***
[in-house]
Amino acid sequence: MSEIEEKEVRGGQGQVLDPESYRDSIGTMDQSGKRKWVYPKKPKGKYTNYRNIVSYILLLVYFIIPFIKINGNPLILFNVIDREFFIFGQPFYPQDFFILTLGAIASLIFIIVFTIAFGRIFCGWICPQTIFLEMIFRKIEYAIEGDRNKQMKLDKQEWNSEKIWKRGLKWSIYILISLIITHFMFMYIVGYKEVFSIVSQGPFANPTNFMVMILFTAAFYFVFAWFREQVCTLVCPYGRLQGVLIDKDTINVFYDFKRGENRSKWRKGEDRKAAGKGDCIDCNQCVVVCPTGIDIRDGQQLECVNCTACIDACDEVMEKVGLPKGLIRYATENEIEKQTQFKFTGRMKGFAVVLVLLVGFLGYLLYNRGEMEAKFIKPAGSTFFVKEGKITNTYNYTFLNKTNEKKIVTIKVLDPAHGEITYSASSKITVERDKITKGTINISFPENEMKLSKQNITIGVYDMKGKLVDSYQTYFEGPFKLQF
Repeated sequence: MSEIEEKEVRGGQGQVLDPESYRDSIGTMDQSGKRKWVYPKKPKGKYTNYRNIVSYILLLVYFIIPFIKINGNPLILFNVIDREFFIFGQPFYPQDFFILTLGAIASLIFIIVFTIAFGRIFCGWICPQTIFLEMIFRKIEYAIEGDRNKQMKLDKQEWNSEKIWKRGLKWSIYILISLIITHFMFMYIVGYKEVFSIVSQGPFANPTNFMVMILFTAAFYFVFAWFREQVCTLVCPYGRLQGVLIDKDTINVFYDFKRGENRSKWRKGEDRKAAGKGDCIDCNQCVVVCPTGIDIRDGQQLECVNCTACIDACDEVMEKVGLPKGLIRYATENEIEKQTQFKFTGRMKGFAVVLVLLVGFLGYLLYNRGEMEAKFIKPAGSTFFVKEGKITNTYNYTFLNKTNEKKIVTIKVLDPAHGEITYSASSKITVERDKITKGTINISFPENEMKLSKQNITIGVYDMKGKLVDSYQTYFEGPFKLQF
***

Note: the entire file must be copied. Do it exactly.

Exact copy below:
[in-house]
Amino acid sequence: MSEIEEKEVRGGQGQVLDPESYRDSIGTMDQSGKRKWVYPKKPKGKYTNYRNIVSYILLLVYFIIPFIKINGNPLILFNVIDREFFIFGQPFYPQDFFILTLGAIASLIFIIVFTIAFGRIFCGWICPQTIFLEMIFRKIEYAIEGDRNKQMKLDKQEWNSEKIWKRGLKWSIYILISLIITHFMFMYIVGYKEVFSIVSQGPFANPTNFMVMILFTAAFYFVFAWFREQVCTLVCPYGRLQGVLIDKDTINVFYDFKRGENRSKWRKGEDRKAAGKGDCIDCNQCVVVCPTGIDIRDGQQLECVNCTACIDACDEVMEKVGLPKGLIRYATENEIEKQTQFKFTGRMKGFAVVLVLLVGFLGYLLYNRGEMEAKFIKPAGSTFFVKEGKITNTYNYTFLNKTNEKKIVTIKVLDPAHGEITYSASSKITVERDKITKGTINISFPENEMKLSKQNITIGVYDMKGKLVDSYQTYFEGPFKLQF
Repeated sequence: MSEIEEKEVRGGQGQVLDPESYRDSIGTMDQSGKRKWVYPKKPKGKYTNYRNIVSYILLLVYFIIPFIKINGNPLILFNVIDREFFIFGQPFYPQDFFILTLGAIASLIFIIVFTIAFGRIFCGWICPQTIFLEMIFRKIEYAIEGDRNKQMKLDKQEWNSEKIWKRGLKWSIYILISLIITHFMFMYIVGYKEVFSIVSQGPFANPTNFMVMILFTAAFYFVFAWFREQVCTLVCPYGRLQGVLIDKDTINVFYDFKRGENRSKWRKGEDRKAAGKGDCIDCNQCVVVCPTGIDIRDGQQLECVNCTACIDACDEVMEKVGLPKGLIRYATENEIEKQTQFKFTGRMKGFAVVLVLLVGFLGYLLYNRGEMEAKFIKPAGSTFFVKEGKITNTYNYTFLNKTNEKKIVTIKVLDPAHGEITYSASSKITVERDKITKGTINISFPENEMKLSKQNITIGVYDMKGKLVDSYQTYFEGPFKLQF